The top bankers at Big British financial institutions appear to be more responsive than their American counterparts to public outrage about large bonuses, especially for those banks that received government aid.
Our Newswires colleague Patricia Kowsmann inLondon reports Lloyds Banking Group Chief Executive Eric Daniels waived his 2009 bonus. He was entitled to 2.3 million British pounds despite the company planning to report a net loss for the year and being 41%-owned by the British government.
Stephen Hester, who heads Royal Bank of Scotland, 84% owned by the U.K. government, will turn down a 1.6 million bonus, Kowsmann reported.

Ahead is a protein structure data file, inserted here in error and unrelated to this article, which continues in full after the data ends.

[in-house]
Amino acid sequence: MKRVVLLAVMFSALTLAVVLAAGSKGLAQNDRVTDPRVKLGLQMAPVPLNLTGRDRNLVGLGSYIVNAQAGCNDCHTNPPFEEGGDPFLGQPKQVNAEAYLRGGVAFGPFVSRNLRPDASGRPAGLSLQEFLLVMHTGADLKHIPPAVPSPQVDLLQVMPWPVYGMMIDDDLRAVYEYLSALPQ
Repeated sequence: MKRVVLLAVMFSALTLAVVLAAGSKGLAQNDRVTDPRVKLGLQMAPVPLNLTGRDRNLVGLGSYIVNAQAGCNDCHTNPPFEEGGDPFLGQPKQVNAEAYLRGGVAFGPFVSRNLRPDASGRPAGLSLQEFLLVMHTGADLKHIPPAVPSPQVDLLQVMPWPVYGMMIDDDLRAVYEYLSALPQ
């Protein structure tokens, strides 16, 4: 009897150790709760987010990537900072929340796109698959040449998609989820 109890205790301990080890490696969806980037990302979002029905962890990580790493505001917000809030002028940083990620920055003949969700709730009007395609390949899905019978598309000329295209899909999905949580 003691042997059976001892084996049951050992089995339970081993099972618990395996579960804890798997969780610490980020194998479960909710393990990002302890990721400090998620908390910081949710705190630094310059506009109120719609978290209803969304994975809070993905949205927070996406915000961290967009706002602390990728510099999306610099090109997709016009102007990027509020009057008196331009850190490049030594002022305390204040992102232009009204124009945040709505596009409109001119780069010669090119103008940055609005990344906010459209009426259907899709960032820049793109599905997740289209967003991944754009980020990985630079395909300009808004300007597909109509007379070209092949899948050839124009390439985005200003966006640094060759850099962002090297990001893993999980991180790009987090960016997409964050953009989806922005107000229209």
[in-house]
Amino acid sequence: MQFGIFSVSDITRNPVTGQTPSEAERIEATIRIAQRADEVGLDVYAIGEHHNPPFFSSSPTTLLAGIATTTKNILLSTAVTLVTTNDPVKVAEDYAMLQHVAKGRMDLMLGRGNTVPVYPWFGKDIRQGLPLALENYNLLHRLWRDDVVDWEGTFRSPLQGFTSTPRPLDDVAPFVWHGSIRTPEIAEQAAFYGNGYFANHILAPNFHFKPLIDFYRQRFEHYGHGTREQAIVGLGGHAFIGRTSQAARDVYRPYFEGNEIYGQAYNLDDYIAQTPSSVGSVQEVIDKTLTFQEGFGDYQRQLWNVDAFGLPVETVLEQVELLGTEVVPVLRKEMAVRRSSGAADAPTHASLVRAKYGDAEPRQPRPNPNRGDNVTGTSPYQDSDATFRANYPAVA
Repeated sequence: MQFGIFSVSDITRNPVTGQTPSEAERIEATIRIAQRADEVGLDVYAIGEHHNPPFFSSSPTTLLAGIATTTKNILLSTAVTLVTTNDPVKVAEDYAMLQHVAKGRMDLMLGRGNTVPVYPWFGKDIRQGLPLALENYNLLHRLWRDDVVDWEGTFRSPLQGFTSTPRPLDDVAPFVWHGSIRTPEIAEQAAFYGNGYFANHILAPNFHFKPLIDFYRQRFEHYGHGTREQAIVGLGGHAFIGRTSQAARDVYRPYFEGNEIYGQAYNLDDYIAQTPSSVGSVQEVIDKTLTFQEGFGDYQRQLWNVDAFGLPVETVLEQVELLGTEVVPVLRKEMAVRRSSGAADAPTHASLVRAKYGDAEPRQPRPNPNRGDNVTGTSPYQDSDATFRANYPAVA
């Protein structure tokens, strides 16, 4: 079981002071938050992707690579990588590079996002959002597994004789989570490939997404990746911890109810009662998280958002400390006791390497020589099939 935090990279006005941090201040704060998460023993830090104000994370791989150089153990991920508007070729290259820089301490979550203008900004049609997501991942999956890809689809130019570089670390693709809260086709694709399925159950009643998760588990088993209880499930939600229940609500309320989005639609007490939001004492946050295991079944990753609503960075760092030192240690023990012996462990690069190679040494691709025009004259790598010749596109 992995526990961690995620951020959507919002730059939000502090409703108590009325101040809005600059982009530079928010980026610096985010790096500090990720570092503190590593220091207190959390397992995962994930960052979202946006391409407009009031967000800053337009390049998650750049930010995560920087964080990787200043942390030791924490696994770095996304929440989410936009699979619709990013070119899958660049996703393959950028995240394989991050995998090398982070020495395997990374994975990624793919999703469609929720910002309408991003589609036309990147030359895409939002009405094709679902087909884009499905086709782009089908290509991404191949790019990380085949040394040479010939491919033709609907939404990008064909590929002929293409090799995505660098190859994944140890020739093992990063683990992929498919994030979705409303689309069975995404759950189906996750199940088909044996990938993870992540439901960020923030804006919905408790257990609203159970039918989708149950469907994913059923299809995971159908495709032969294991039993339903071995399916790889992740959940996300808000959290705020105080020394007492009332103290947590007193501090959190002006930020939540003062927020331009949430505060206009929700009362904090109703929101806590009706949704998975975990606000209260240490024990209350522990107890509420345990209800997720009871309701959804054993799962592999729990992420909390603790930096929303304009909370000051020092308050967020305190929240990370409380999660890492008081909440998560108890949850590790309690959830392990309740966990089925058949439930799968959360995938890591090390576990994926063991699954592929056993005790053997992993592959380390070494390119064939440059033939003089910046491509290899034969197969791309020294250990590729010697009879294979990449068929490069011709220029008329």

Perhaps more surprising was the bonus turn down by Barclays CEO John Varley. That bank has thrived and taken no government assistance.
Might simply be a case – rare as it seems - of true long-term thinking in the executive suite. The Barclays restraint should serve the bank well with an angry public.
Significant bonuses at loss-making institutions are no doubt harder to understand.